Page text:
"Cocky" Bennett was the 54-year-old commander of the Australian 8 Division, which was shipped to Singapore just before the outbreak of hostilities. Though 8 Division was originally raised in 1940, it was treated as a training cadre for replacements for the three Australian divisions already deployed in North Africa, and it never reached a high state of training and readiness.
Bennett himself, like almost all Australian officers, was a civilian between the wars, and became wealthy as an actuary. He seems to have been a competent division commander, but proved less able when thrust into a corps command. His concentration of his forces around Gemas, leaving only 45 Indian Brigade to guard the coastal plain, proved faulty. This led to the destruction of 45 Indian Brigade, the unhinging of the Allied line, and the loss of southern Malaya. His dispositions are particularly difficult to understand given his deep contempt of Indian troops and faith in his own Australian troops.
Bennett was perhaps recklessly aggressive. His diary on
31 January 1942, after the Allies had been thrown out of mainland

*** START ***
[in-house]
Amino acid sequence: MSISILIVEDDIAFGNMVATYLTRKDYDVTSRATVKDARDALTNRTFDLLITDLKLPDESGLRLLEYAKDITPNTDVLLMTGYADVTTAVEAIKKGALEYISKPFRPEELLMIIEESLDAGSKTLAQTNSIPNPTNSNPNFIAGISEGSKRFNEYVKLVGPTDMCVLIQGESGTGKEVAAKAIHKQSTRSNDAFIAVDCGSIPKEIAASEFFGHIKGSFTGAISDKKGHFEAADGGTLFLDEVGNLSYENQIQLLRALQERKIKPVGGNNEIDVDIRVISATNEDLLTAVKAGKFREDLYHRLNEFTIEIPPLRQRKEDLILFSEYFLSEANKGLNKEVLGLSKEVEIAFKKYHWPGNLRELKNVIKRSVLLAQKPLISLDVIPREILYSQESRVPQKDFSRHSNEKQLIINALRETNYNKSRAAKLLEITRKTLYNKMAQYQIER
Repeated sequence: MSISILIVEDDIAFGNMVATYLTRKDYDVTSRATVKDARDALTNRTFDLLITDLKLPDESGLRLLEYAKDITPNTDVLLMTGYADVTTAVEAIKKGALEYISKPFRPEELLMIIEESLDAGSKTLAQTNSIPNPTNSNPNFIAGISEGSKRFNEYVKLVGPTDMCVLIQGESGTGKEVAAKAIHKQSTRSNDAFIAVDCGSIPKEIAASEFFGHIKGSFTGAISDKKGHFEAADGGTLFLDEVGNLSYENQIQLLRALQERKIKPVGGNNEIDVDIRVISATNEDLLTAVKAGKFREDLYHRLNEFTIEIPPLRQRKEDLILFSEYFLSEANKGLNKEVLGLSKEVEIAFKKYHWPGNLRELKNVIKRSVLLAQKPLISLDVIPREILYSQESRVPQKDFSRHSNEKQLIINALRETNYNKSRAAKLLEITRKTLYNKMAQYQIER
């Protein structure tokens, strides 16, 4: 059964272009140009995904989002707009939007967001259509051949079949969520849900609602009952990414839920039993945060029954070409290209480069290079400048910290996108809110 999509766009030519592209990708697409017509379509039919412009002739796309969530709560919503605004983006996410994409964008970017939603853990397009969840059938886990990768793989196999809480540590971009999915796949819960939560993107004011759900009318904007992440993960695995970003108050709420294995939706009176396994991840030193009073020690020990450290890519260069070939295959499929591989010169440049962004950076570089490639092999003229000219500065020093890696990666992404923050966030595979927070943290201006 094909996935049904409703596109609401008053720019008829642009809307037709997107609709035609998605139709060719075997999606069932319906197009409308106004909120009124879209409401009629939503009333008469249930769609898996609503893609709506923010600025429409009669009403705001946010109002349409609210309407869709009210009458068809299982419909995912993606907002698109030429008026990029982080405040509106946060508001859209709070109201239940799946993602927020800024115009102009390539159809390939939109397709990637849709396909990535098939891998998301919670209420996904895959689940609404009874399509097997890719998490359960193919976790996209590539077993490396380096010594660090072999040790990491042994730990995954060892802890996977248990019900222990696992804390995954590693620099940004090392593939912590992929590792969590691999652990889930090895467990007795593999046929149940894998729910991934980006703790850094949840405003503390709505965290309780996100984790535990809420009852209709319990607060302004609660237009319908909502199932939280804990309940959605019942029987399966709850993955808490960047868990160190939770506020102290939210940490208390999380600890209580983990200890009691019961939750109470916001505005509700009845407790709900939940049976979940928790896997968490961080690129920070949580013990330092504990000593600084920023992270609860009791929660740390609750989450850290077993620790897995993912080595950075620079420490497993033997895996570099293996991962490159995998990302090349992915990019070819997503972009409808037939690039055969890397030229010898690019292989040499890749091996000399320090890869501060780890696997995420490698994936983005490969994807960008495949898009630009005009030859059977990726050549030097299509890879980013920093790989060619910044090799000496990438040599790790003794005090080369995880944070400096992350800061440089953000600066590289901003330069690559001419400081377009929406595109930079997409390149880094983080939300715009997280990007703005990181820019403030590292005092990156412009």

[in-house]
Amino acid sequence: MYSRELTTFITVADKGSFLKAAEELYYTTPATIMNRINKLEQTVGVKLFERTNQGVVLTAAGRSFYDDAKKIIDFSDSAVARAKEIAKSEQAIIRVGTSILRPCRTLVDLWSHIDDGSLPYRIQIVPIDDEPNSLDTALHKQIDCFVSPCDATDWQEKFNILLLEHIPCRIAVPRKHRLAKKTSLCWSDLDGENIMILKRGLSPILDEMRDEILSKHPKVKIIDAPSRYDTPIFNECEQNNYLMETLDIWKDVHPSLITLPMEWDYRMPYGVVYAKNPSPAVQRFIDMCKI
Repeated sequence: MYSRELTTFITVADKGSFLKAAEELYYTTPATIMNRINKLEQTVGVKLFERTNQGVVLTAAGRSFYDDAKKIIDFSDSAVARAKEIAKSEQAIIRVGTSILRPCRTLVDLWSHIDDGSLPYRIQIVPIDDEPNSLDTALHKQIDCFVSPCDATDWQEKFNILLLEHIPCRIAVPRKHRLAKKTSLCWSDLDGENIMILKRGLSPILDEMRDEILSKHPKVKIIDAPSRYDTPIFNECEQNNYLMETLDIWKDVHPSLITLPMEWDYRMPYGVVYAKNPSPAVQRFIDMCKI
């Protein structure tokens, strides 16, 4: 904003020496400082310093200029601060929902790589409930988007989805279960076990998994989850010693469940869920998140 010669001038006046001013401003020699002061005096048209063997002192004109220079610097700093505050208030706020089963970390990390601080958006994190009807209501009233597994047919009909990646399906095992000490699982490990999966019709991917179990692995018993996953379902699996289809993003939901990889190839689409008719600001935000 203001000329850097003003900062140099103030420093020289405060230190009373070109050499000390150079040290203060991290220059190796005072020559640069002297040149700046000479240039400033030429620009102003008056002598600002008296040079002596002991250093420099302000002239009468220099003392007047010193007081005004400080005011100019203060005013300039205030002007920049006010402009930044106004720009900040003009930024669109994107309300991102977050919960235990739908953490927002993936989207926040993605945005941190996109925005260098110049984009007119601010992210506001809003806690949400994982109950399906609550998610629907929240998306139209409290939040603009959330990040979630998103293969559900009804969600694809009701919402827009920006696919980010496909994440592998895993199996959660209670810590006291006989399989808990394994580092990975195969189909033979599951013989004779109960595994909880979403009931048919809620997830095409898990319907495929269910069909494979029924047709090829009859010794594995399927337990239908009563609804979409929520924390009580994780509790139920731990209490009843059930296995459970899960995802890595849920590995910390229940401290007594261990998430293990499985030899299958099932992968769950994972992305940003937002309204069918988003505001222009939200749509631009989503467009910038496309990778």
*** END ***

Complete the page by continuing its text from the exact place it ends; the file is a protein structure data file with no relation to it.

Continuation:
Malaya by the Japanese, records
his view that the Allies should counterattack out of
Singapore and reclaim Malaya. This was entirely unrealistic under
the circumstances at the time.
When Singapore fell, Bennett managed to escape to Australia, where he publicly denounced the British military leadership. This was political dynamite, given the growing sense among the Australian public that Britain had abandoned them to their fate and that Australia must turn to the United States for military help. As a result, the Australian military leadership saw to it that Bennett never again had a combat command, and his initial public image as a brave soldier who had cleverly escaped the Japanese was respun to that of a commander who had abandoned his men. The irony is notable (though it must also be noted that MacArthur escaped under orders from his superiors.) Postwar, a court of inquiry ruled that Bennett should have surrendered with his soldiers.
The idea for the escape does not seem to have originated
with Bennett himself, but with his staff,
who were determined to get out themselves. However, there is no
indication Bennett did anything to discourage the idea.
Part of the reason Bennett was sidelined likely was his
poisonous relationship with Thomas
Blamey. Blamey never forgave Bennett for a prank in 1912
(which Bennett denied involvement in) and, when Bennett received
14 days' leave to get married in 1916, Bennett managed to get this
reduced to 10 days' leave. It did not help that both men were
notorious for being difficult to get along with, insubordinate,
and consumed with ambition. Bennett also wrote a series of
tactless articles in 1937 claiming that regular officers were
trained for staff work and militia officers were more suitable for
||Born at Melbourne
||Commander, 3 Australian
Brigade, Western Front
||Commander, 9 Australian
||Commander, 2 Australian
||Commander, Volunteer Defense
||Commander, 8 Australian
Imperial Force Malaya
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